If you connect to the CXN V2 with an asynchronous USB cable, the CXN V2 will process the FLACs and then send the sound to your amplifier. An asynchronous USB cable is key as it sends messages from your CXN V2 to your computer to tell it to NOT process the FLACs you want to be played and just send them directly to the CXN V2 instead. This is very clever and ensures you get the very best sound quality.

The CXN V2 will also work as a Roon “end-point”. Roon manages your music library, cleans up your files and directs the flow of music to your motley crew of Roon-compatible hi-fi kit. A walled garden of hardware this is not. Roon aims to be a well-organised, carefully considered and implemented, the democratisation of multi-room.

The CXN V2 has free and subscription hi-res streaming services, like internet radio, Spotify Connect, Tidal Connect and Qobuz. With Apple Airplay2 and Chromecast built-in, you can access Apple Music, Amazon Music, BBC Sounds and more. CXN V2 is also Roon Ready, consolidating the experience of browsing your digital music files – no matter the source.

Torrenting websites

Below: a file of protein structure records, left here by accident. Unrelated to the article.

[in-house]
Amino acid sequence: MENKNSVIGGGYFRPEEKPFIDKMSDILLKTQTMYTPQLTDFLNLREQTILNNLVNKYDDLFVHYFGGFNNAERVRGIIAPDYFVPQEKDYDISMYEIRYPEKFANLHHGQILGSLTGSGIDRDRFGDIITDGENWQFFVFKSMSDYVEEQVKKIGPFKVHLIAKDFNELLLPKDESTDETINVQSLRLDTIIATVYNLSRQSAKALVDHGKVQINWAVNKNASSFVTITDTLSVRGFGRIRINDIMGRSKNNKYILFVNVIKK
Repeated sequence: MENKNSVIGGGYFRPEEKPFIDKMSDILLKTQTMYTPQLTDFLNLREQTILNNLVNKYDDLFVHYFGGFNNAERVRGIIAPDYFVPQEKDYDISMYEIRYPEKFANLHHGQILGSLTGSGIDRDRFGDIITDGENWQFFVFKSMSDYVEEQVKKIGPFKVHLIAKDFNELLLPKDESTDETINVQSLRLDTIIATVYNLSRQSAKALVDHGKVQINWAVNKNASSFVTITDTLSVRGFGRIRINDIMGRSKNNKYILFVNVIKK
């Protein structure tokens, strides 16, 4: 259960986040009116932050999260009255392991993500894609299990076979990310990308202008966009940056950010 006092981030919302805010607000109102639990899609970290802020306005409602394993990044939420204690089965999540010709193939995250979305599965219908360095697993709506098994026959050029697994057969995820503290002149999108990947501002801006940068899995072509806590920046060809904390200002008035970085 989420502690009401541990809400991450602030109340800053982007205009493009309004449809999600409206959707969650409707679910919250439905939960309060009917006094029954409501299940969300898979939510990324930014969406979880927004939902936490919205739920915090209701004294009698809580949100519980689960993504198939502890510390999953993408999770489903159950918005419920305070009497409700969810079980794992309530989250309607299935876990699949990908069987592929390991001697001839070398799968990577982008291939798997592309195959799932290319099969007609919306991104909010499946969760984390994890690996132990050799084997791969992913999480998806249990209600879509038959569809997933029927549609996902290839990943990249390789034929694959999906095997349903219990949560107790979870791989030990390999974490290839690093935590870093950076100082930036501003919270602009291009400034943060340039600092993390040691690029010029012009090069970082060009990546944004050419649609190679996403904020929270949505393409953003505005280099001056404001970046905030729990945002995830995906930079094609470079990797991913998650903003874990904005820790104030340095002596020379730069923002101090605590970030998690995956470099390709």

Torrenting is the act of downloading and uploading files through the BitTorrent network. Instead of downloading files to a central server, torrenting involves downloading files from other users’ devices on the network. Conversely, users upload files from their own devices for other users to download. Torrenting itself isn’t illegal, but downloading unsanctioned copyrighted material is. I have been told that the following two websites are good places to find hi-res music.

Qobuz

Qobuz lets you buy and download high-resolution audio files legally. This would be my recommendation. It keeps you safe…

Qobuz’s comparatively high price has always been partly justified by its exhaustive library of hi-res music (FLAC 24-bit up to 192kHz). Recent figures put the total number of hi-res tracks at over 2m, while Tidal claims ‘only’ over 1m. Numbers rarely tell the whole story, but we regularly find hi-res albums on Qobuz that are available in only CD-quality on Tidal.



Author: Piers Midwinter
I am an artist and a teacher. I am currently teaching at a Cambridge International School in Vietnam.